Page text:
Is there a vaccine available for monkeypox and will you be offering it to people?

There isn’t a specific vaccine for monkeypox, but vaccinia (smallpox) vaccine does offer some protection. Some individuals with higher level of exposures are being offered this smallpox vaccine. We have pro-actively procured further doses of these vaccines.

Could you have picked this up sooner?

As soon as the cases presented themselves to healthcare settings they were triaged and clinically assessed by trained healthcare staff. Due to the rare nature of the virus, monkeypox was not an immediate consideration in all cases. However, once monkeypox was suspected, each of the cases was immediately isolated and tested, and the results of those tests very quickly confirmed the diagnoses. As soon as these cases were confirmed, local Health Protection Teams were alerted and contact tracing and isolation of anyone suspected to be in recent close contact with the infected individuals quickly got underway.

Does this mean monkeypox is circulating undetected in the population?

Monkeypox remains very rare in the UK. In the majority of previous cases, there were links to countries where the disease is more common. There are currently no known links to recent travel for these recent cases and so we are rapidly investigating where and when transmission may have taken place. We closely monitor the prevalence of all infectious diseases and the risk of community transmission of monkeypox in the UK remains extremely low. UKHSA is rapidly investigating the source of these infections because the evidence suggests that there may be transmission of the monkeypox virus in the community, spread by close contact.  Detailed contact tracing is ongoing for follow-up of individuals who have come into contact with these cases.

How many cases do you think could be going undetected - have you done any modelling?

UKHSA and academic partners will be developing an assessment of potential undiagnosed cases, or cases in the community and considering a range of scenarios. We have robust contact tracing procedures in place to ensure we follow up with anyone who has been in close contact with the infected individuals so we can pick up any additional cases as soon as possible.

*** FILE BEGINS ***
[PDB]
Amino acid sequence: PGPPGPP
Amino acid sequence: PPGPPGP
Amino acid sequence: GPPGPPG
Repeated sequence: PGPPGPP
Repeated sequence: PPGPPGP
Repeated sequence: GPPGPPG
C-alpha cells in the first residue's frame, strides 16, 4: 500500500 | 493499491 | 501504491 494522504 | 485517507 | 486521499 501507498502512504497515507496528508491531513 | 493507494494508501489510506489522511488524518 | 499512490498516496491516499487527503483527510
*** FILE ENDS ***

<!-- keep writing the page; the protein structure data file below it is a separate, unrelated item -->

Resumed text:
Can Monkeypox cases be asymptomatic and if this is possible, can they still spread the virus? ​​​​​​​

Previous asymptomatic infection has been in those with low-level exposure to infected animals in Africa. Person to person transmission of monkeypox is rare and there is no animal reservoir of infection in the UK for this to occur. 

What should people do if they are concerned?

The risk of monkeypox is very low to the UK public. Please speak to your local healthcare provider if you have concerns, or NHS 111 if you need urgent advice.

ahead of your visit and avoid close contact with others until you have been seen by a clinician. Your call or discussion will be treated sensitively and confidentially.

What should someone do if they suspect they have monkeypox?

You can help slow the spread of the outbreak. If you think you have Monkeypox symptoms – however mild:

  • Contact NHS 111 or call a sexual health clinic immediately. Your call will be treated sensitively and confidentially.
  • Avoid close personal or sexual contact with others until you know that this is not monkeypox.

Please contact clinics ahead of your visit and avoid close contact with others until you have been seen by a clinician. Your call or discussion will be treated sensitively and confidentially